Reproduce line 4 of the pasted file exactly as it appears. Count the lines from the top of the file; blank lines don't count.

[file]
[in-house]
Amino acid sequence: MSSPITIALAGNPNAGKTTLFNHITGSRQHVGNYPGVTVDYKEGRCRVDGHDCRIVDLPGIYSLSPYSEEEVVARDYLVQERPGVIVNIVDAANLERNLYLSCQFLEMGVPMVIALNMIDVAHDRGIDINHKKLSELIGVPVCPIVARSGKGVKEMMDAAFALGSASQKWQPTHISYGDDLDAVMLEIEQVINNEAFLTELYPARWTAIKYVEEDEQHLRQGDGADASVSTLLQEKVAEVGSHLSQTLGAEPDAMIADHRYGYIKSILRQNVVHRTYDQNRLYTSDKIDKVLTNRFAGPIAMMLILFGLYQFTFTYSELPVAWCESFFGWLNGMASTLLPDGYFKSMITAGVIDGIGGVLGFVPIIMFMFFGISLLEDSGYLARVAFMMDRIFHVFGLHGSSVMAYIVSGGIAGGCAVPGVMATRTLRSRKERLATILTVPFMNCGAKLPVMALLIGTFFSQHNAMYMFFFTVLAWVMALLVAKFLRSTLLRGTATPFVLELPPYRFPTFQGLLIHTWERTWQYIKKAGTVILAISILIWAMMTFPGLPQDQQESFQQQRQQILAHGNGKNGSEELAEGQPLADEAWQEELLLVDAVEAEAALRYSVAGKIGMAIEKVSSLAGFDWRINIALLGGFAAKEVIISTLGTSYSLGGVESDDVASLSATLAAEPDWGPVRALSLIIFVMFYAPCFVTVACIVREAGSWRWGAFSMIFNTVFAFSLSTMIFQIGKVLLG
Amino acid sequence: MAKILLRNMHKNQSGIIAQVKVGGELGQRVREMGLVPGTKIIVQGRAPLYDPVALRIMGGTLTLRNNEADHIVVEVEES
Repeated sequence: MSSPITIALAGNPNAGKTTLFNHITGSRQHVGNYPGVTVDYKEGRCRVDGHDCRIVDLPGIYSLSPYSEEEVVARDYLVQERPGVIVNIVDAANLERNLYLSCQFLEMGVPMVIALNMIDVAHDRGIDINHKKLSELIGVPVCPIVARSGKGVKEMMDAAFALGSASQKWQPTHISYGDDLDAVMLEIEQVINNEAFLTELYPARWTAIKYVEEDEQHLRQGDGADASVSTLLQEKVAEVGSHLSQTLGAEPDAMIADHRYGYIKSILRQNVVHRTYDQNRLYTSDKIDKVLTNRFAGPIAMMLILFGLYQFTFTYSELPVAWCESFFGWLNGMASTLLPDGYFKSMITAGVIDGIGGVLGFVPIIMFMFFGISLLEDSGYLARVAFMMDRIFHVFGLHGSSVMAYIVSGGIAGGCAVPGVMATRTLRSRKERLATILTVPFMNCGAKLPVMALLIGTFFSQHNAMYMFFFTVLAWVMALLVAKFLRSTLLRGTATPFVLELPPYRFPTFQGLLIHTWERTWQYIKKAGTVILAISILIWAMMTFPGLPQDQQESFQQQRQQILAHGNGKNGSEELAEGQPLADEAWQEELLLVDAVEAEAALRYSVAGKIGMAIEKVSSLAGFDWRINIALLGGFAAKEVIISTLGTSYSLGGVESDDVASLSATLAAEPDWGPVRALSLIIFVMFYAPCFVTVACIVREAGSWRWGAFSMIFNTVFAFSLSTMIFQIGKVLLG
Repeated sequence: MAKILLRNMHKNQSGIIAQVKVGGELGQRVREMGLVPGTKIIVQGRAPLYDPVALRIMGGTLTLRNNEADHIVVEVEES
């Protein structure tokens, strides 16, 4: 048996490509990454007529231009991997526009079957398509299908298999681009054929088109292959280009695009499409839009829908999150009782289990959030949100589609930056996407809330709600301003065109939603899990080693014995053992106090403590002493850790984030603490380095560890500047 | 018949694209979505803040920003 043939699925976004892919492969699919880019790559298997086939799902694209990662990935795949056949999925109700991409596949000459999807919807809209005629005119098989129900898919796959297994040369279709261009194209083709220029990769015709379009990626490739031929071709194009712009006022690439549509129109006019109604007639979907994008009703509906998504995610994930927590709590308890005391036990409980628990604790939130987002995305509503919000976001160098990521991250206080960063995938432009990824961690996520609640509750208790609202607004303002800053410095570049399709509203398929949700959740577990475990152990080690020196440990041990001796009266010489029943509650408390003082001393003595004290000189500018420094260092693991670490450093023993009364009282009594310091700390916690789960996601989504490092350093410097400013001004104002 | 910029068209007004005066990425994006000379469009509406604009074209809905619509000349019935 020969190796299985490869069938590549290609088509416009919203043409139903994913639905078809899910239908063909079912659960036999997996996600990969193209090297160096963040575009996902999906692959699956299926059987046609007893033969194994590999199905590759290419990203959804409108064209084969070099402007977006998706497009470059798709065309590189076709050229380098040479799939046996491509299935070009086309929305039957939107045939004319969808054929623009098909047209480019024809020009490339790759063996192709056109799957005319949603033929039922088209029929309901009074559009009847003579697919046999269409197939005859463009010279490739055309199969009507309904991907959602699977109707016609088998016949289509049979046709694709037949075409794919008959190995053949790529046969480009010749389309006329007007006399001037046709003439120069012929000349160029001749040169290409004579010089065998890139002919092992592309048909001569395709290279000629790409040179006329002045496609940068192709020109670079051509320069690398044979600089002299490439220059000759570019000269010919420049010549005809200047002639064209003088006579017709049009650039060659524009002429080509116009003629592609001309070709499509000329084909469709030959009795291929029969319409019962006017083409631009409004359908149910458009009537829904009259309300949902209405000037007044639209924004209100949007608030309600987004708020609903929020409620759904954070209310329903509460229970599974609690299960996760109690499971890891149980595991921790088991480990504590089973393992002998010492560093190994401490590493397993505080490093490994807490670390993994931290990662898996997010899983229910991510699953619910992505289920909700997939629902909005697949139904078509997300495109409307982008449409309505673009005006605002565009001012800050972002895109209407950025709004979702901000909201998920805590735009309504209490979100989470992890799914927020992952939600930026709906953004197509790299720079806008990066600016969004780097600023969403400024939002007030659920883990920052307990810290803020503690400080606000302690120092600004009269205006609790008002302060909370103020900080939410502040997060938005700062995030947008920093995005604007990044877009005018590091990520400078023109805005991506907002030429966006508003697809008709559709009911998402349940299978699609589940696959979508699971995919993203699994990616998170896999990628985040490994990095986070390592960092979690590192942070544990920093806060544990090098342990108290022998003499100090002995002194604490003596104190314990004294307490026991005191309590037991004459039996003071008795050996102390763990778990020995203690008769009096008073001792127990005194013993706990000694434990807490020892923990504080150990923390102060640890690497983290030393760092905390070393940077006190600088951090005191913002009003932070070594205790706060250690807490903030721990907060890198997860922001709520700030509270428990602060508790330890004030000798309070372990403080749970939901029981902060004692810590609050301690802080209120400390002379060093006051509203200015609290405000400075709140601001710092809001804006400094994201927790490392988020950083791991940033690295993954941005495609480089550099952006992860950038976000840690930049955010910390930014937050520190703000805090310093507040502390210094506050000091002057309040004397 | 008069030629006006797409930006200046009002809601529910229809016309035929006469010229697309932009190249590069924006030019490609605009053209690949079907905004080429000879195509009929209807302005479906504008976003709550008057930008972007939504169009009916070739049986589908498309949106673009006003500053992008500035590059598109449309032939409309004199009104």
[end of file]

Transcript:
Repeated sequence: MSSPITIALAGNPNAGKTTLFNHITGSRQHVGNYPGVTVDYKEGRCRVDGHDCRIVDLPGIYSLSPYSEEEVVARDYLVQERPGVIVNIVDAANLERNLYLSCQFLEMGVPMVIALNMIDVAHDRGIDINHKKLSELIGVPVCPIVARSGKGVKEMMDAAFALGSASQKWQPTHISYGDDLDAVMLEIEQVINNEAFLTELYPARWTAIKYVEEDEQHLRQGDGADASVSTLLQEKVAEVGSHLSQTLGAEPDAMIADHRYGYIKSILRQNVVHRTYDQNRLYTSDKIDKVLTNRFAGPIAMMLILFGLYQFTFTYSELPVAWCESFFGWLNGMASTLLPDGYFKSMITAGVIDGIGGVLGFVPIIMFMFFGISLLEDSGYLARVAFMMDRIFHVFGLHGSSVMAYIVSGGIAGGCAVPGVMATRTLRSRKERLATILTVPFMNCGAKLPVMALLIGTFFSQHNAMYMFFFTVLAWVMALLVAKFLRSTLLRGTATPFVLELPPYRFPTFQGLLIHTWERTWQYIKKAGTVILAISILIWAMMTFPGLPQDQQESFQQQRQQILAHGNGKNGSEELAEGQPLADEAWQEELLLVDAVEAEAALRYSVAGKIGMAIEKVSSLAGFDWRINIALLGGFAAKEVIISTLGTSYSLGGVESDDVASLSATLAAEPDWGPVRALSLIIFVMFYAPCFVTVACIVREAGSWRWGAFSMIFNTVFAFSLSTMIFQIGKVLLG